Last week, I made a short video about how the media and the Southern Poverty Law Center were getting “hate” wrong, slandering good groups such as the Family Research Council and Alliance Defending Freedom by calling them hate groups.
Liberal activist groups do this because they disagree with conservatives on marriage and gender identity. But it’s wrong to think every disagreement is the result of hate.
Anti-gay bigotry exists. It’s wrong. And we should condemn it.
But support for marriage as the union of husband and wife isn’t anti-gay. Believing the truth about marriage—that it unites a man and woman as husband and wife in an act that makes them one flesh—isn’t anti-anything.
Believing that men and women aren’t interchangeable, and that mothers and fathers aren’t replaceable, that children deserve both a mom and a dad—that’s not hate. It’s truth. And even if you disagree, you should acknowledge that it’s motivated by love, not hate.
Anti-trans bigotry is real—and it’s wrong. And we shouldn’t tolerate it.
But biology isn’t bigotry. The best biology, psychology, and philosophy conclude that sex is a biological reality and that gender is the social expression of that reality. And it’s entirely reasonable to have concerns about privacy and safety when males who identify as women can go into the ladies’ and girls’ bathroom and locker room.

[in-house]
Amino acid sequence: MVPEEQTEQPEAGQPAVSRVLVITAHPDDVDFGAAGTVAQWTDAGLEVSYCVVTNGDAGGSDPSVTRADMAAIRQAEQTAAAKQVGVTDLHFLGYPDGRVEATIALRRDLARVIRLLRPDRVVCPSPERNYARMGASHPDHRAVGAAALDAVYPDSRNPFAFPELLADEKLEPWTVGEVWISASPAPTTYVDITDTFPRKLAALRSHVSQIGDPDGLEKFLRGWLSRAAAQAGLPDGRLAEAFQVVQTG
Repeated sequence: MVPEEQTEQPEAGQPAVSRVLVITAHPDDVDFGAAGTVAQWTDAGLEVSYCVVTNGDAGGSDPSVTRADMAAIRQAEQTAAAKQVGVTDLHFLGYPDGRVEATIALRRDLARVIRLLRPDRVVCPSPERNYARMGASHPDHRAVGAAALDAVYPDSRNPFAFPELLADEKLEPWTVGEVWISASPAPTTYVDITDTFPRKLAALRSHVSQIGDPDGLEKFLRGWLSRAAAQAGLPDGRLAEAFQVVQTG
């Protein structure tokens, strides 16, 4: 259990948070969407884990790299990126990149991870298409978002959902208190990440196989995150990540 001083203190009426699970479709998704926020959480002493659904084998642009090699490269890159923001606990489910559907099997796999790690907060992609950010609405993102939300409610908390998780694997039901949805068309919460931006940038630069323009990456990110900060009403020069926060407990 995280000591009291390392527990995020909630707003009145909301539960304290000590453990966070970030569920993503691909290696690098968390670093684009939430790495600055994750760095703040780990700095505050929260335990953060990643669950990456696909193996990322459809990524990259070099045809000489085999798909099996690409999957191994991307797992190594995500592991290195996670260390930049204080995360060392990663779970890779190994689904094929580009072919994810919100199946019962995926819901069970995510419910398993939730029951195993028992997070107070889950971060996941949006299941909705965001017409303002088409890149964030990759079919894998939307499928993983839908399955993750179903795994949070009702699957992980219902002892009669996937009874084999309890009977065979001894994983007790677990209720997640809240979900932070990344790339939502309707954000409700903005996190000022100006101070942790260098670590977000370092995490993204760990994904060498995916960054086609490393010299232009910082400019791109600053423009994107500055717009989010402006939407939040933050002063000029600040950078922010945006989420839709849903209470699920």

Likewise, having concerns about giving children puberty blockers, or performing sex reassignment surgery on adults, isn’t anti-trans. It’s a disagreement about medicine.
The most helpful therapies for gender dysphoria focus not on achieving the impossible—changing bodies to conform to thoughts and feelings—but on helping people accept and even embrace the truth about their bodies and reality.
These are difficult questions. We need to be able to disagree about them without smearing our opponents, on either side.
Ryan T. Anderson, Ph.D., is the William E. Simon Senior Research Fellow in American Principles and Public Policy at The Heritage Foundation, where he researches and writes about marriage, bioethics, religious liberty and political philosophy. Anderson is the author of several books and his research has been cited by two U.S. Supreme Court justices in two separate cases.
Editor's Note: This piece was originally published by The Daily Signal.